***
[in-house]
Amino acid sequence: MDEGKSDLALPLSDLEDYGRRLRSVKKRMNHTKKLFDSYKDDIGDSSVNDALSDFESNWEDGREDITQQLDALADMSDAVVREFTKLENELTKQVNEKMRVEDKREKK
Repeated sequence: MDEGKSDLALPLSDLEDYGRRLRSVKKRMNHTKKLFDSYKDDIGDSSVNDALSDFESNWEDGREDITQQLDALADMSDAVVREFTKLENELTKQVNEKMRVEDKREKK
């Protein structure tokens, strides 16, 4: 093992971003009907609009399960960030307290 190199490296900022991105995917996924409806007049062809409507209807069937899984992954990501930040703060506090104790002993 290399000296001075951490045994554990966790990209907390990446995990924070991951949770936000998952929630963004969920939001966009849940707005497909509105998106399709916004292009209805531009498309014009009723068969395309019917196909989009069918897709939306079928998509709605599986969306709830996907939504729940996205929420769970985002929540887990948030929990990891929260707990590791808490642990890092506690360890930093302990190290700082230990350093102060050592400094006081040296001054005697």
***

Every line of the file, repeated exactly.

[in-house]
Amino acid sequence: MDEGKSDLALPLSDLEDYGRRLRSVKKRMNHTKKLFDSYKDDIGDSSVNDALSDFESNWEDGREDITQQLDALADMSDAVVREFTKLENELTKQVNEKMRVEDKREKK
Repeated sequence: MDEGKSDLALPLSDLEDYGRRLRSVKKRMNHTKKLFDSYKDDIGDSSVNDALSDFESNWEDGREDITQQLDALADMSDAVVREFTKLENELTKQVNEKMRVEDKREKK
């Protein structure tokens, strides 16, 4: 093992971003009907609009399960960030307290 190199490296900022991105995917996924409806007049062809409507209807069937899984992954990501930040703060506090104790002993 290399000296001075951490045994554990966790990209907390990446995990924070991951949770936000998952929630963004969920939001966009849940707005497909509105998106399709916004292009209805531009498309014009009723068969395309019917196909989009069918897709939306079928998509709605599986969306709830996907939504729940996205929420769970985002929540887990948030929990990891929260707990590791808490642990890092506690360890930093302990190290700082230990350093102060050592400094006081040296001054005697």